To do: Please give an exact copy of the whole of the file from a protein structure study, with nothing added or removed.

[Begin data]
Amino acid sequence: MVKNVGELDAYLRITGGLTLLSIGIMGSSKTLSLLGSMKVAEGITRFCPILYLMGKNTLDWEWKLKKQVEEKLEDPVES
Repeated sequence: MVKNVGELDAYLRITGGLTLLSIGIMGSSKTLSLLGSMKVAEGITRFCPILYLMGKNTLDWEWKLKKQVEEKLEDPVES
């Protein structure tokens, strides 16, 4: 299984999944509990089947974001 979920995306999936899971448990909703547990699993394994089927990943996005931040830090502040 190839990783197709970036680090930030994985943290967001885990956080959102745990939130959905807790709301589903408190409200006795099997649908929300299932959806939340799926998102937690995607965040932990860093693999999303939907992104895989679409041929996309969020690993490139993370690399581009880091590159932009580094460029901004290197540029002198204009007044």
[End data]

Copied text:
Amino acid sequence: MVKNVGELDAYLRITGGLTLLSIGIMGSSKTLSLLGSMKVAEGITRFCPILYLMGKNTLDWEWKLKKQVEEKLEDPVES
Repeated sequence: MVKNVGELDAYLRITGGLTLLSIGIMGSSKTLSLLGSMKVAEGITRFCPILYLMGKNTLDWEWKLKKQVEEKLEDPVES
């Protein structure tokens, strides 16, 4: 299984999944509990089947974001 979920995306999936899971448990909703547990699993394994089927990943996005931040830090502040 190839990783197709970036680090930030994985943290967001885990956080959102745990939130959905807790709301589903408190409200006795099997649908929300299932959806939340799926998102937690995607965040932990860093693999999303939907992104895989679409041929996309969020690993490139993370690399581009880091590159932009580094460029901004290197540029002198204009007044």